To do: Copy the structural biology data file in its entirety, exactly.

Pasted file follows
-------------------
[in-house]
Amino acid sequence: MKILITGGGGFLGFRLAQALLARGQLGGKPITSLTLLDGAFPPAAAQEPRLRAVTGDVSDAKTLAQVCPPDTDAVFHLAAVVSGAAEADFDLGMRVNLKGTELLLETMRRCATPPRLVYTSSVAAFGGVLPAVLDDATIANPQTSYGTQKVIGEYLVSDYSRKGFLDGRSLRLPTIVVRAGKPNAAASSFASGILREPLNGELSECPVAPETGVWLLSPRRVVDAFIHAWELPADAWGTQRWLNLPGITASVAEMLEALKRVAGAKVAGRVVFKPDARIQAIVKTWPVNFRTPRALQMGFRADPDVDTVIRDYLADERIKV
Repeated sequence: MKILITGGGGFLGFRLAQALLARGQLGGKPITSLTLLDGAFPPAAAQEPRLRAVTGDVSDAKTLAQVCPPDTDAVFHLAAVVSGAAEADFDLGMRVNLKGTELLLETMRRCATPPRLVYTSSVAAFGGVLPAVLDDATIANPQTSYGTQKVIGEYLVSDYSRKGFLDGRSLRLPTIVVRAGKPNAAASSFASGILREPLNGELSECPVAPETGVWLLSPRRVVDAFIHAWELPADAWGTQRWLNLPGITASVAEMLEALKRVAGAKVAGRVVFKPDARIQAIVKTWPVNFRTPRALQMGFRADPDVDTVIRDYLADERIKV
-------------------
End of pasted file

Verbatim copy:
[in-house]
Amino acid sequence: MKILITGGGGFLGFRLAQALLARGQLGGKPITSLTLLDGAFPPAAAQEPRLRAVTGDVSDAKTLAQVCPPDTDAVFHLAAVVSGAAEADFDLGMRVNLKGTELLLETMRRCATPPRLVYTSSVAAFGGVLPAVLDDATIANPQTSYGTQKVIGEYLVSDYSRKGFLDGRSLRLPTIVVRAGKPNAAASSFASGILREPLNGELSECPVAPETGVWLLSPRRVVDAFIHAWELPADAWGTQRWLNLPGITASVAEMLEALKRVAGAKVAGRVVFKPDARIQAIVKTWPVNFRTPRALQMGFRADPDVDTVIRDYLADERIKV
Repeated sequence: MKILITGGGGFLGFRLAQALLARGQLGGKPITSLTLLDGAFPPAAAQEPRLRAVTGDVSDAKTLAQVCPPDTDAVFHLAAVVSGAAEADFDLGMRVNLKGTELLLETMRRCATPPRLVYTSSVAAFGGVLPAVLDDATIANPQTSYGTQKVIGEYLVSDYSRKGFLDGRSLRLPTIVVRAGKPNAAASSFASGILREPLNGELSECPVAPETGVWLLSPRRVVDAFIHAWELPADAWGTQRWLNLPGITASVAEMLEALKRVAGAKVAGRVVFKPDARIQAIVKTWPVNFRTPRALQMGFRADPDVDTVIRDYLADERIKV